Along with other more recognisable columnists, l have recently being predicting a backlash from voters against the Government’s recent irrational and dictatorial behaviour.
This was in spite of promises made to allow adequate consultation and the option to opt out of any moves to steal locally owned infrastucture assets worth billions that are essential components of local economies. Tragically, the opposite has happened.
It is a story of betrayal and arrogance rarely seen in a country that prides itself in being one of the few remaining true democracies where governments are elected but the power remains with the people.
Apparently, not any more.
For some reason, this mob has lost touch with where the boundaries are that dictate what is acceptable behaviour in an environment where trust is everything.
Clearly, that line has not only been crossed but the unstated agreement that sets limits on the mandate to act on our behalf has been contemptuously cast into oblivion.
It is as if the fox has gained entry to the hen house and will not stop until he has destroyed every last bit of evidence that innocents producing a quality product ever existed.
It is a return to the rape and pillage that is so often used by left wing radicals and sympathetic revisionist journalists to describe the activities of the colonial immigrants to this country. Unfortunately this time the characterisation is an accurate assessment of this unbridled attack on our sovereignty.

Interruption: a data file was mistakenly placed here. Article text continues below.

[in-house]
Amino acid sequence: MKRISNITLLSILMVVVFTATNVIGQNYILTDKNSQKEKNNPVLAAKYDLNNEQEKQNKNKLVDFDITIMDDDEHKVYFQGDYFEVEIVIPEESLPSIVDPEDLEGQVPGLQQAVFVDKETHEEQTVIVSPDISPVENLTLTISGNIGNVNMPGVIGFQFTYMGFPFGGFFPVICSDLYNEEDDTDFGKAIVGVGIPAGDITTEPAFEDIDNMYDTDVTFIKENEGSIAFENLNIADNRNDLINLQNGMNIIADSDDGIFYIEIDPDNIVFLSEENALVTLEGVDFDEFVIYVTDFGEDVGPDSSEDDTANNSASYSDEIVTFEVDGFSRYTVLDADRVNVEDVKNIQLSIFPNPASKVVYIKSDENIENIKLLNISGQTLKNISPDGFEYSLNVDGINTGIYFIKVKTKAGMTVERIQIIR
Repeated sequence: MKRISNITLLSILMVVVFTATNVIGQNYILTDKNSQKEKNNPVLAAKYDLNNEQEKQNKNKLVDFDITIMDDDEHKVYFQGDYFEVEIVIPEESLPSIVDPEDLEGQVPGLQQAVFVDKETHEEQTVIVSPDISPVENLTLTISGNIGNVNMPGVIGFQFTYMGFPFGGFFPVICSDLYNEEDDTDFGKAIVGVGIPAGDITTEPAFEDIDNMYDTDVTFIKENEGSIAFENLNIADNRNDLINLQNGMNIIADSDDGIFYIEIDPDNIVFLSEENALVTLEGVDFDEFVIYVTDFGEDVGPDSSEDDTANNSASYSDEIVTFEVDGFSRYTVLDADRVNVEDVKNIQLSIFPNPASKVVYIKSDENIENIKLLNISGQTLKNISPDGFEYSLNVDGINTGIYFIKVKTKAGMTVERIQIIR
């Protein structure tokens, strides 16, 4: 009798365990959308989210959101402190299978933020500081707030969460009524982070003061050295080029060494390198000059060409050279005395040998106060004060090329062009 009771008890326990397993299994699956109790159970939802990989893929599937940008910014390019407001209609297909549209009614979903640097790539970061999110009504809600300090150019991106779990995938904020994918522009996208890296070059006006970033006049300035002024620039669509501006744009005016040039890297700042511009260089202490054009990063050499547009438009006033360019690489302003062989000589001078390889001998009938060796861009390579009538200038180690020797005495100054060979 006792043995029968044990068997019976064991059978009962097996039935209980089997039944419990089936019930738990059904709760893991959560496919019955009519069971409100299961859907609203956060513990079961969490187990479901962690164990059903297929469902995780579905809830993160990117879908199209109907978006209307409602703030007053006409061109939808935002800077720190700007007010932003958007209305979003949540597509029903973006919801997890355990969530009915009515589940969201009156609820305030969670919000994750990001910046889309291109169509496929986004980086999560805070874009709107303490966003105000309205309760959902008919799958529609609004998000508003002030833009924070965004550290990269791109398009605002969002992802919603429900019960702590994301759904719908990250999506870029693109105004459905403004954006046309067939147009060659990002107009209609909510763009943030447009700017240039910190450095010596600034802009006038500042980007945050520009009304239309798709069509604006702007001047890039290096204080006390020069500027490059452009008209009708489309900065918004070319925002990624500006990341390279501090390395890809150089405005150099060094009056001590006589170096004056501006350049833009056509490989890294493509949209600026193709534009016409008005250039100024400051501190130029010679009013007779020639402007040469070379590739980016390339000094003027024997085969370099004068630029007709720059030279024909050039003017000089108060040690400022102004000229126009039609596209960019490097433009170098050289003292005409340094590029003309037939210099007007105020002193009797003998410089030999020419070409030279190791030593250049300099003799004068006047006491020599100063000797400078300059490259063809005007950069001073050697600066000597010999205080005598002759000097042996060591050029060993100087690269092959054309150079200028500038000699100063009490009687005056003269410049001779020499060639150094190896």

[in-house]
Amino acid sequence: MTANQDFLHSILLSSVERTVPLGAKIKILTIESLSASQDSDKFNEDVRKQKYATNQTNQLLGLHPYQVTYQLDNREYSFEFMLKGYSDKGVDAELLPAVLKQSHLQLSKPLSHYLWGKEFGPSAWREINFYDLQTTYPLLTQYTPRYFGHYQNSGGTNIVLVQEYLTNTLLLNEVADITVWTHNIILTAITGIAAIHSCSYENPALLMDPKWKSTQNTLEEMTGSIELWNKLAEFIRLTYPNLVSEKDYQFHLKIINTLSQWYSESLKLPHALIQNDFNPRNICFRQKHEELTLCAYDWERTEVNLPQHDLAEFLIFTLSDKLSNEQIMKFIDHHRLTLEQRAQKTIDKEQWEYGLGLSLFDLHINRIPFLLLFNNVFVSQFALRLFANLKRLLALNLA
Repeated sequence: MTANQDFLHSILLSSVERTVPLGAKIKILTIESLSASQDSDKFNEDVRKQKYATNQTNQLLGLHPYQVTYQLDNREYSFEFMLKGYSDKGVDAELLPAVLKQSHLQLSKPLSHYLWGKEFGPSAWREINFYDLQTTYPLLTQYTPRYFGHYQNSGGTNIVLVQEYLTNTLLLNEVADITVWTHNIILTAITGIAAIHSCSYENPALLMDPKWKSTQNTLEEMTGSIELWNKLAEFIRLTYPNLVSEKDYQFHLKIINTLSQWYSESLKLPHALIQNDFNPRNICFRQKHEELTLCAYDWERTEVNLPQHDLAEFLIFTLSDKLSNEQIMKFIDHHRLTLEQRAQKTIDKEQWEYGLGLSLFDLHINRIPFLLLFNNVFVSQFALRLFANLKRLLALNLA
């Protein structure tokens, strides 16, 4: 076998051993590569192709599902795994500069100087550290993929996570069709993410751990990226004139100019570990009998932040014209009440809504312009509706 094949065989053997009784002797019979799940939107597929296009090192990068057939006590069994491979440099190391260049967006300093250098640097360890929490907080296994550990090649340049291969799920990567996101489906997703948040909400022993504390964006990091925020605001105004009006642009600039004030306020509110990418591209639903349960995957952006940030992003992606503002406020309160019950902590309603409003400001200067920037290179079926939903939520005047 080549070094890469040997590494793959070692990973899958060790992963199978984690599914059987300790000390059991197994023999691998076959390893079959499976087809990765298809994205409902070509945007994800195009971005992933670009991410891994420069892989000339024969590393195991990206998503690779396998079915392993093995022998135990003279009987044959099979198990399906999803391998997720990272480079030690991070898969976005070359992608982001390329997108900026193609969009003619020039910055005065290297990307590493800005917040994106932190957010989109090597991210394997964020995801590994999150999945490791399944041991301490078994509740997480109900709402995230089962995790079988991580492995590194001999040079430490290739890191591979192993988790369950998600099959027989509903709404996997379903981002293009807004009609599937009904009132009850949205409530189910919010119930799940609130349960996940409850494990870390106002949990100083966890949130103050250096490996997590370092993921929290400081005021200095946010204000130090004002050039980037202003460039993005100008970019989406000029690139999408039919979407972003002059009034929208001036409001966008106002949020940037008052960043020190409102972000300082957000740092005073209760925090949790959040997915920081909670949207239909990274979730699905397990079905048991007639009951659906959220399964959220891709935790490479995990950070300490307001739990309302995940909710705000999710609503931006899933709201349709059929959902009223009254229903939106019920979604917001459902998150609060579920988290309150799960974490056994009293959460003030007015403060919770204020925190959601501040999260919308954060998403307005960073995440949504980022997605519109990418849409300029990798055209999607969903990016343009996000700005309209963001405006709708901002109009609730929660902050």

We should resist it with everything we have at our disposal.
Our chances of success however will be determined by the support we gain from those in whom we have entrusted our fortunes on the local scene and their counterpart in the one industry that has the power to direct public opinion in this necessary righteous campaign - the media.
The stakes are so high in this fight that nothing short of total opposition will be sufficient to change the course of history.
We are about to see whether our local body politicians and the senior journalists in what has been a sycophantic profession of late are capable of recognising and challenging tyranny when it is being orchestrated by some of our own.
I am hopeful but not at all confident that those individuals acting collectively have the desire or the ability to stop this outrageous overreach in its tracks.
If l am proved wrong on anything then l would prefer that it be on this one.
Too much is at stake for this defence of the realm to fail.
Lets all unite in a demonstration of unanimity that future generations will be proud of.
I’m up for it - how about you!
Clive Bibby is a commentator, consultant, farmer and community leader, who lives in Tolaga Bay.